Further to the joint announcement in June by UK Secretary of State for Science, Innovation, and Technology and the US Commerce Secretary of their intention to create a UK-US data bridge (please see our blog for further details), the UK government has passed a Regulation establishing a UK-US data bridge. The data bridge comes in the form of an extension to the EU-US Data Bridge Privacy Framework (the DPF) and will come into force on 12 October.

Although the DPF was approved by the European Commission in July, transfers of personal data from the UK to the US could not rely on this due to the UK’s exit from the EU. The UK therefore had to craft a standalone arrangement with the US to guarantee that personal data transferred from the UK to the US is adequately protected. The implementation of the UK extension to the DPF will enable UK businesses to securely transfer personal data to US organizations that have certified under the DPF and “opted-in” to receiving data from the UK.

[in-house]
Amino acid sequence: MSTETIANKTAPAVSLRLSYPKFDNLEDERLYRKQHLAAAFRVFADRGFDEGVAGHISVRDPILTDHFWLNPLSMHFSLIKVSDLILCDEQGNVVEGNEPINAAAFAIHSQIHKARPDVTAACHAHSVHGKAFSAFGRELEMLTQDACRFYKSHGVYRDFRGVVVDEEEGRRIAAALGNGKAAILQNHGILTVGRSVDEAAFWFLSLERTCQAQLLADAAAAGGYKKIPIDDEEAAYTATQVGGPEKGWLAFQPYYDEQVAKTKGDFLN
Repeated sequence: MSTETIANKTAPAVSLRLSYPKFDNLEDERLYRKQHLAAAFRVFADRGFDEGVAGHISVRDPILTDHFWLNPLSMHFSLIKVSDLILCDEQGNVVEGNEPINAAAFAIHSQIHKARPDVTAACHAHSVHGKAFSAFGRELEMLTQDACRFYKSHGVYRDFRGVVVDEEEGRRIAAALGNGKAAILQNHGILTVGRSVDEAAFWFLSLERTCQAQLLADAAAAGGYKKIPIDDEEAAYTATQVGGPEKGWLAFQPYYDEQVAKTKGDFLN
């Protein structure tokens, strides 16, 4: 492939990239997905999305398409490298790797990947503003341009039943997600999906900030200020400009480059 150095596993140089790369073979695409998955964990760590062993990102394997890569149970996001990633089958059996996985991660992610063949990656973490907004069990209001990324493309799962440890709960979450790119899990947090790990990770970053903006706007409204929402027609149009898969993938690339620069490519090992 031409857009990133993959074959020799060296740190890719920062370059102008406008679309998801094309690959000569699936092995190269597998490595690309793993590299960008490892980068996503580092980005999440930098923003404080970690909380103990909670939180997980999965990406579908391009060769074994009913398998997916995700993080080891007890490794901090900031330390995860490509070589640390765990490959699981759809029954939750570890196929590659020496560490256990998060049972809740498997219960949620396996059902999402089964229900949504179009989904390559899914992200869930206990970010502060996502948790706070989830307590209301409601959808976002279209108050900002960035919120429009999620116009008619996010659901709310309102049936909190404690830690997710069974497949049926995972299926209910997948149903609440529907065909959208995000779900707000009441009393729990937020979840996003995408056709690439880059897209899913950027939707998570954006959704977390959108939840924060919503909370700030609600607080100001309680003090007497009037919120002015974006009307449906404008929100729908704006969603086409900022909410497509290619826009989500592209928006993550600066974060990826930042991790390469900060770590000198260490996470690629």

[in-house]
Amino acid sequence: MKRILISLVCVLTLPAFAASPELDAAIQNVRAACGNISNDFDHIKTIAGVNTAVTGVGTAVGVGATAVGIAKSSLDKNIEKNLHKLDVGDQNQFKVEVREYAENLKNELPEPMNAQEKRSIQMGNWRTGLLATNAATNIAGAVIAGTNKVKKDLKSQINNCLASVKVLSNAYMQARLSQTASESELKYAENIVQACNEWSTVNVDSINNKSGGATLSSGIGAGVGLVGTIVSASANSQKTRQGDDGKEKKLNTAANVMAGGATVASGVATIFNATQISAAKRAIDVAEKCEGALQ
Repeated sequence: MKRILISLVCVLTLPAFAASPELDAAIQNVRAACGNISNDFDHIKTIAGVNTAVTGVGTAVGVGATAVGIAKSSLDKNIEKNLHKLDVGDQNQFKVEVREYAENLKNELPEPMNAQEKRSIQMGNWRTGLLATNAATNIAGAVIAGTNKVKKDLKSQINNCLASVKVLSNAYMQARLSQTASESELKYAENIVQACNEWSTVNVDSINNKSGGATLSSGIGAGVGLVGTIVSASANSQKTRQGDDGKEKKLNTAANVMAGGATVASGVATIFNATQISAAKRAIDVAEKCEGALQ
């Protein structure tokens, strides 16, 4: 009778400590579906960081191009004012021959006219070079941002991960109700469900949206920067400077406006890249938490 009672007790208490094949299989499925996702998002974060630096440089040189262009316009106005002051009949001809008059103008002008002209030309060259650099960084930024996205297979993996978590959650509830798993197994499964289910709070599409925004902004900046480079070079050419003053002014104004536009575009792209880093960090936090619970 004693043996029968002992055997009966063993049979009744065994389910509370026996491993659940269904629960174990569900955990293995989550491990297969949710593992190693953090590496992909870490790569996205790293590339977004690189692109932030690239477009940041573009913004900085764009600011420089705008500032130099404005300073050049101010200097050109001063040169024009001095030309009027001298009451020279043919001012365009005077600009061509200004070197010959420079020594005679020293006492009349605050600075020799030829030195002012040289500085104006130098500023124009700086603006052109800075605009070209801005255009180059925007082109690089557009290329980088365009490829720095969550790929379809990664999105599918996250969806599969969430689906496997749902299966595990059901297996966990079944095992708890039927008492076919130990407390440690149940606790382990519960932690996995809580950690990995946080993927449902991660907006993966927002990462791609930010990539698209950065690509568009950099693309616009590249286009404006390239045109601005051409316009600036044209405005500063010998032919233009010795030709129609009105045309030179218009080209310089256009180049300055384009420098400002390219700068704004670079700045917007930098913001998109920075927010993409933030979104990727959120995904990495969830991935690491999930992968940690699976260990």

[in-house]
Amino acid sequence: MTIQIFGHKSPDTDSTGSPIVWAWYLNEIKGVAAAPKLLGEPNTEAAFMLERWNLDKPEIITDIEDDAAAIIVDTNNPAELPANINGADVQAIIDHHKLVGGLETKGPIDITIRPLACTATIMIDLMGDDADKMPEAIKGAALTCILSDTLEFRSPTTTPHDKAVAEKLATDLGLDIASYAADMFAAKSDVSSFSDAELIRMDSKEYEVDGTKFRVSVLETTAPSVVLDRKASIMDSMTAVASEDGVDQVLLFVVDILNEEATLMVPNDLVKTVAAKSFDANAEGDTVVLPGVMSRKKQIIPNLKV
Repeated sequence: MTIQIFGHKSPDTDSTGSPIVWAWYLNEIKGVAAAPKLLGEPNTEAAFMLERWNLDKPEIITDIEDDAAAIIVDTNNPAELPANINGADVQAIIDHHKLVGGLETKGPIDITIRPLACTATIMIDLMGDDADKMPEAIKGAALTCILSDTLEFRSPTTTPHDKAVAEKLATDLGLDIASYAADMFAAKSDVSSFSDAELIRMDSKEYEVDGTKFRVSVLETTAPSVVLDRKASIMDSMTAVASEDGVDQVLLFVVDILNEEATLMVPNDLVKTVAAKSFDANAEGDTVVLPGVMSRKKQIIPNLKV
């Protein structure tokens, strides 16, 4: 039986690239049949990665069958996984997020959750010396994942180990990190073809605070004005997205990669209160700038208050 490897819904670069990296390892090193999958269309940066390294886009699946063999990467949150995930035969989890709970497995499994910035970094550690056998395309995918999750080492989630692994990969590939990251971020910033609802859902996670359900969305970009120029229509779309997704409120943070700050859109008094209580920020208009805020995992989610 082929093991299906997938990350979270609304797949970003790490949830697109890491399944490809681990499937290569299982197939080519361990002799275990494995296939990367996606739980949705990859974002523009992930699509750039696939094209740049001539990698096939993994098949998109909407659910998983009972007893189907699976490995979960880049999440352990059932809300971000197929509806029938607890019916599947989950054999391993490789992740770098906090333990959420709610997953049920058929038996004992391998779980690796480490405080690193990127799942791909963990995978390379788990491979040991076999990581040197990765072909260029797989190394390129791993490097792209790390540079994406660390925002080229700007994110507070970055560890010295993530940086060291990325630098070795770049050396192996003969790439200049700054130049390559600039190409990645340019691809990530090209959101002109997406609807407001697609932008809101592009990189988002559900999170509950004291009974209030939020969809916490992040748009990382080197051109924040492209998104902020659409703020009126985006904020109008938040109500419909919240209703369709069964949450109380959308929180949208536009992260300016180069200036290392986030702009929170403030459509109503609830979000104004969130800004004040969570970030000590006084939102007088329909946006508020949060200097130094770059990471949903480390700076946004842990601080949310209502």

The UK-US data bridge will likely be welcomed by British businesses, as it aims to simplify transatlantic data transfers, reducing the need for administratively burdensome compliance regimes, such as transfer impact assessments (TIAs).

We will provide a further update with a comparison of the UK extension to the DPF and the UK International Data Transfer Agreement but, in the meantime, please refer to our tables comparing the DPF with both the 2016 EU-US Data Privacy Shield and EU Standard Contractual Clauses, for more information on the DPF.